While voters were going to the polls to decide millage and bond questions Tuesday, Michigan's Board of State Canvassers decided two issues that will affect what will be on the November ballot.
The board certified a second ballot initiative to stop the wolf hunt in the Michigan's Upper Peninsula. This will join an existing measure that will appear before voters in November.
The commissioners also approved the language for a petition to get a new party, the Independent Non-Affiliation Party of Michigan, on the ballot this November.
Wolf Hunting Ban Proposal
The group behind both proposals, Keep Michigan Wolves Protected, submitted 182,732 petitions with valid signatures. This exceeded by more than 20,000 the 161,305 needed to get the proposal on the ballot.This proposal seeks to repeal Public Act 21 of 2013, which authorizes the Natural Resources Commission to add certain animals, including wolves, to the list of game species. A yes vote would approve the law, while a no vote would be one in favor of its repeal.
The state legislature passed Public Act 21 in response to the first proposal by Keep Michigan Wolves Protected, which sought to repeal Public Act 520 of 2012, authorizing the establishment of the first open hunting season for wolves.
There may be a third wolf hunting proposal on the November ballot. Citizens for Professional Wildlife Management, a pro-hunting group, is circulating petitions to get their own measure before voters that would continue the wolf hunt as well as provide for control of aquatic invasive species such as Asian Carp. The Detroit Free Press reports that this proposal needs at least 258,088 valid signatures submitted by May 28 for approval. MLive notes that the pro-hunting measure includes an appropriation, which would make it immune from referendums to repeal it.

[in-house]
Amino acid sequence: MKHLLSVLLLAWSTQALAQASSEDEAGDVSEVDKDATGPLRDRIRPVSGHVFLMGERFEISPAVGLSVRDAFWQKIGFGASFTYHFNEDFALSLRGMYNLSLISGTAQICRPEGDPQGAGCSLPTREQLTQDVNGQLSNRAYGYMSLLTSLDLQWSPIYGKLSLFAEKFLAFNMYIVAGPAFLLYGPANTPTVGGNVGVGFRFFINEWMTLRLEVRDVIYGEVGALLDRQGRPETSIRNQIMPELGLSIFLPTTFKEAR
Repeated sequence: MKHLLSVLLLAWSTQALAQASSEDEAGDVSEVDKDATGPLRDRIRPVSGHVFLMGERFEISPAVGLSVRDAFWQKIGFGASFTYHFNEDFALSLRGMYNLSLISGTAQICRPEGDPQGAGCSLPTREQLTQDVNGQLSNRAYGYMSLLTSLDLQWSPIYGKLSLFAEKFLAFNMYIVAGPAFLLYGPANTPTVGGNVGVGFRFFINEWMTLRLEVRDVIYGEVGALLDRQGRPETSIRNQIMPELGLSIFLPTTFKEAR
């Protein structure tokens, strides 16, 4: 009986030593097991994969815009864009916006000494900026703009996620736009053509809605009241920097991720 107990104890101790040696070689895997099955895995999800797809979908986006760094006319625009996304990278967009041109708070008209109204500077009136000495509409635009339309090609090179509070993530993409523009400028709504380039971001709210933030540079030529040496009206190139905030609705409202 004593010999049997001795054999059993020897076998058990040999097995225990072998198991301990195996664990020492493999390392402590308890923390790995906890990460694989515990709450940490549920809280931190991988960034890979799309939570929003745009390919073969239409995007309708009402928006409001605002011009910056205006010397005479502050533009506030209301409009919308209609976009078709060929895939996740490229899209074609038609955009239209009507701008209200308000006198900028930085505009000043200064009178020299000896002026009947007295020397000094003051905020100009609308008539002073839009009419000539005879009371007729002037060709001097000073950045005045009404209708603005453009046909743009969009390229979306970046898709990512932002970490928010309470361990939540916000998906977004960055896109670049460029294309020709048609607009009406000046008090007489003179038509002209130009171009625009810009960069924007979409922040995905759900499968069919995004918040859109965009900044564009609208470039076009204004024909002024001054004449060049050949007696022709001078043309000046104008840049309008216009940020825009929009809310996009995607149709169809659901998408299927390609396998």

If all three proposals appear on the ballot, then the one that receives the most votes takes effect. It is also possible that the state legislature could approve the pro-hunting measure within 40 days of the Board of State Canvassers certifying the petition signatures. Such an action would keep the proposal off the ballot. This is what happened with the proposal to require a separate rider for coverage of abortions, which became Public Act 182 of 2013, the Abortion Insurance Opt-Out Act.
Independent Non-Affiliation Party of Michigan
The board also approved the language of a petition submitted by DaNetta Simpson to create a new party, the Independent Non-Affiliation Party of Michigan.
MLive reports that Simpson has until July 17 to collect 32,261 signatures from registered voters to get the party on the ballot this November, including at least 100 signatures each from seven of Michigan’s 14 congressional districts.
If successful, the Independent Non-Affiliation Party would join the Libertarians, Greens, U.S. Taxpayers Party, and Natural Law Party as minor parties with ballot access in Michigan.